Leadership Trumps Efficiency

In Peter Drucker’s seminal work – The Concept of the Corporation – written in 1946, he presents his findings of the study of General Motors as an organization. It is the first book to talk about business as an organization in industrial society.

In the book, Drucker says, “…the ability of an institution to produce leaders is more important than its ability to produce efficiently and cheaply. Efficient and cheap production can always be reached, given the human abilities and the human organization. But without an able, responsible and enterprising leadership, willing and capable of taking the initiative, the most efficient institution cannot maintain its efficiency, let alone increase it.”

In today’s business world, we often get lost in the efforts to improve profitability through process improvement and cost reduction. Many of these efforts (up to 70% according to MIT, McKinsey and others) fail in part due to lack of engaged leadership.

Hiring and developing leaders is key to the potential success of companies and change initiatives. Leaders create the vision and are the champions of change. Success in any organization starts with leadership.

© 2014 Rick Pay – All rights reserved.

To Centralize or Decentralize – That Is The Question

In the famous soliloquy from Hamlet, Prince Hamlet contemplates, “To be or not to be, that is the question. Whether ‘tis nobler in the mind to suffer the slings and arrows…” Often, when companies are deciding whether to centralize or decentralize supply chain management and operations, one of the reasons it’s so hard is because of the slings and arrows that remote operations fire at the corporate group, wanting more control over their purchasing and materials management.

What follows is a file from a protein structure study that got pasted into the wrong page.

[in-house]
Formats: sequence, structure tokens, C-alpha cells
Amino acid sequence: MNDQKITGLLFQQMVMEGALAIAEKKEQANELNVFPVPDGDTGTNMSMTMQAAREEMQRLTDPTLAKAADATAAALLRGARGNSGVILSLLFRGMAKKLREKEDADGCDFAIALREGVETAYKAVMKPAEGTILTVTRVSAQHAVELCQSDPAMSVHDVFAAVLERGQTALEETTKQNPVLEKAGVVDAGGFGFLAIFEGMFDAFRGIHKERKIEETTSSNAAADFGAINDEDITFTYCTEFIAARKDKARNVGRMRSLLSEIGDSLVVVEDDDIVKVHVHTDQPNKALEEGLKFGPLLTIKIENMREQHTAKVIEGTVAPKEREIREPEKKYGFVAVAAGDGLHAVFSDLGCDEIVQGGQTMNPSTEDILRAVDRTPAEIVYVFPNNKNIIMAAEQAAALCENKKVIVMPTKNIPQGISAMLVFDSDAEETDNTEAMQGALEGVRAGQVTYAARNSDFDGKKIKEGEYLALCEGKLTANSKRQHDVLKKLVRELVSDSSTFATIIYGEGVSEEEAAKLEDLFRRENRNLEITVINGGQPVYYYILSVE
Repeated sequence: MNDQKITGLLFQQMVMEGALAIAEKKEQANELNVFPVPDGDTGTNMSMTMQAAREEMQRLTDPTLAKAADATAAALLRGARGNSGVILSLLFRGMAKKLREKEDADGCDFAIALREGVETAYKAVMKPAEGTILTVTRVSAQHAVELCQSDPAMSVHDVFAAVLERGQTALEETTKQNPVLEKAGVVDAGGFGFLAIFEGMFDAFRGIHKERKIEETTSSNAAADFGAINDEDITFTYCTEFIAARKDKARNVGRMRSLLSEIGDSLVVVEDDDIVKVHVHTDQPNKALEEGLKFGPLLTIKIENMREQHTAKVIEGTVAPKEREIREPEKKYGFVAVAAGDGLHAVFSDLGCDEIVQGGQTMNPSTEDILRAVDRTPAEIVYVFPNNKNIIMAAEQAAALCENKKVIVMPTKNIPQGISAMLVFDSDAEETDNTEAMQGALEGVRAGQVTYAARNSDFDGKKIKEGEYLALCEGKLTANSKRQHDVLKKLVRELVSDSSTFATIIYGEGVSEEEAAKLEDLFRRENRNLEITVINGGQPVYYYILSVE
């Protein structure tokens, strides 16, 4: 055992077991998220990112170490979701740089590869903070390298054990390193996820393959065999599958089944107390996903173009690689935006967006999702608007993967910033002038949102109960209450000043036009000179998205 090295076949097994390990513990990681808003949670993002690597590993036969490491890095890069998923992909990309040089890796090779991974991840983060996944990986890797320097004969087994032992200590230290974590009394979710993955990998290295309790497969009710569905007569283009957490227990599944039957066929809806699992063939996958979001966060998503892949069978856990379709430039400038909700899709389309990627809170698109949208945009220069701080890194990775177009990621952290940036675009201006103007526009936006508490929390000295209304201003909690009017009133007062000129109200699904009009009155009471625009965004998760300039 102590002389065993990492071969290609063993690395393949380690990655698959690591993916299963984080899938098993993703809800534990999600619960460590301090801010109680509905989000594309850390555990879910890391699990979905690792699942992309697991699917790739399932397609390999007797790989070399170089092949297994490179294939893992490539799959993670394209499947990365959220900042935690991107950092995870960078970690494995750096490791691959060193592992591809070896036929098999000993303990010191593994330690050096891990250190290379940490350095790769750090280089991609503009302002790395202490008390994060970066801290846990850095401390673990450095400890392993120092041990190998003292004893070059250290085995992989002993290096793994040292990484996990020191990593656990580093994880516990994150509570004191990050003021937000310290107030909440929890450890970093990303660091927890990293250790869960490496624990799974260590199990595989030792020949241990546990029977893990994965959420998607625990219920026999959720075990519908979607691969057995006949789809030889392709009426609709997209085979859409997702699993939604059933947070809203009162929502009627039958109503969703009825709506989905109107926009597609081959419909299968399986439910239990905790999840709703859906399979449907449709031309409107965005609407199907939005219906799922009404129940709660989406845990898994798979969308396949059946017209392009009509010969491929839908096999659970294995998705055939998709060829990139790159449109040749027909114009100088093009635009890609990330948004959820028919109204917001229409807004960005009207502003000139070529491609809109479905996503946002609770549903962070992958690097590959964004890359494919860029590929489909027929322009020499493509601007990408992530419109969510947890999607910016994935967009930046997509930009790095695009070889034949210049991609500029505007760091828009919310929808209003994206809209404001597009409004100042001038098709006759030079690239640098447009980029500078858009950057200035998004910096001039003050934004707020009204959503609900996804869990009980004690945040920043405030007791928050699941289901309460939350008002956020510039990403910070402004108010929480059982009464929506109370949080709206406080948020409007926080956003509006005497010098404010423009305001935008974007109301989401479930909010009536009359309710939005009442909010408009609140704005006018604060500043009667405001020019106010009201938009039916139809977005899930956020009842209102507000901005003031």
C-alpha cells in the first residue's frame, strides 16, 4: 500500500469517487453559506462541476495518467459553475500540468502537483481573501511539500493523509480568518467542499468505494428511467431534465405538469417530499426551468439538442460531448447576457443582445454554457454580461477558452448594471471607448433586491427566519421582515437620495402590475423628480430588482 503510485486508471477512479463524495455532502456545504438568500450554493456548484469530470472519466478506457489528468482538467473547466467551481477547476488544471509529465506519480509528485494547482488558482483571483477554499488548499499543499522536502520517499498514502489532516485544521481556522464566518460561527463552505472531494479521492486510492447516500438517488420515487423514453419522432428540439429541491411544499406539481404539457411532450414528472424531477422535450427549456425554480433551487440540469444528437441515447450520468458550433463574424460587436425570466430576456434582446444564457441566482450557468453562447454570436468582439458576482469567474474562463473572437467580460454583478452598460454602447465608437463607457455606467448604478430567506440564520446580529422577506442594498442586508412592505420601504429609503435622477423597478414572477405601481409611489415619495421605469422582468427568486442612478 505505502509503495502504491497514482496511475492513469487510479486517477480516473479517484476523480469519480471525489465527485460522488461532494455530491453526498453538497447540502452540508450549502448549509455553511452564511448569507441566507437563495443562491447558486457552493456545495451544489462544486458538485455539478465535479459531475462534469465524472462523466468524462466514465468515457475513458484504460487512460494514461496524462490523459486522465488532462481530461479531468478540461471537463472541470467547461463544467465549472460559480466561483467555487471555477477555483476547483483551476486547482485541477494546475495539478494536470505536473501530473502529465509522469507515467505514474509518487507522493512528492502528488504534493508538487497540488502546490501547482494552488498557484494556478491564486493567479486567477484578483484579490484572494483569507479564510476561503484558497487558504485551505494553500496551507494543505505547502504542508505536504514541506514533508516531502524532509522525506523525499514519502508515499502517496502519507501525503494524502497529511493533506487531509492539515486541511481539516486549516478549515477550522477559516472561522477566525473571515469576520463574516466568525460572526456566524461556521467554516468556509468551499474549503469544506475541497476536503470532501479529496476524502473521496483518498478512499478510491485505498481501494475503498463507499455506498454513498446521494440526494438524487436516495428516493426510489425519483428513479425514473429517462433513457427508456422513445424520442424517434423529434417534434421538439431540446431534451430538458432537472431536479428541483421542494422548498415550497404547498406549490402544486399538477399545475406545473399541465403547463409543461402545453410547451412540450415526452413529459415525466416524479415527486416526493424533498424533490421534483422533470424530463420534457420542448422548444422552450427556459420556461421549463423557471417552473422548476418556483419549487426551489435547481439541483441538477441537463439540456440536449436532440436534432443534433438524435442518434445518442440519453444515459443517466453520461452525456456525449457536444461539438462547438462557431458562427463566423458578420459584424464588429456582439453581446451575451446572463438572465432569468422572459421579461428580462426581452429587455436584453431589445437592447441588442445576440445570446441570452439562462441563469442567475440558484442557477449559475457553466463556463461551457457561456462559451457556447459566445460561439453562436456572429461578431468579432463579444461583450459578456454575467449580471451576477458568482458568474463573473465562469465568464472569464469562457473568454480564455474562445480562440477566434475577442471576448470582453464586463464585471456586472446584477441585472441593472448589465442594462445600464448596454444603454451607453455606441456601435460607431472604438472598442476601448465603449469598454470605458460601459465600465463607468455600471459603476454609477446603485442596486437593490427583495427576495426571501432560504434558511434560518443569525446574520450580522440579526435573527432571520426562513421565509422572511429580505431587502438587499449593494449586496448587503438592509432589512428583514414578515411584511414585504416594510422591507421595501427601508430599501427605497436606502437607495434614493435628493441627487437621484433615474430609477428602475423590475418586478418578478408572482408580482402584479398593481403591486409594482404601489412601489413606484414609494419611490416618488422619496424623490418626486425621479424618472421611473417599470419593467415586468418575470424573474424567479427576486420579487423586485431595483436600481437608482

This issue should be dealt with as part of developing a supply chain strategy for your company. Operations that have multiple locations, be they branches, warehouses, retail outlets or manufacturing plants often wrestle with the issue of whether to centralize or decentralize to reduce costs and improve supply chain flow.

Picture a line with the word Centralized at one end and Decentralized at the other. They represent the extremes of the issue. Operations and management is often centralized to provide efficiency and cost reduction. They are often decentralized to provide local control and greater service to customers.

The optimal result is often somewhere in the middle. There needs to be a balance of cost efficiency with customer service. One option is what I call “central coordination with local control.” This provides for use of common suppliers, customization of local part management reflecting local demand, setting of common policies such as internal controls, and so on.

It‘s not easy to answer the ‘centralized vs. decentralized’ question. It should be a vital part of your supply chain strategy.

© 2014 – Rick Pay – All Rights Reserved

 

 

Efficiency vs. Innovation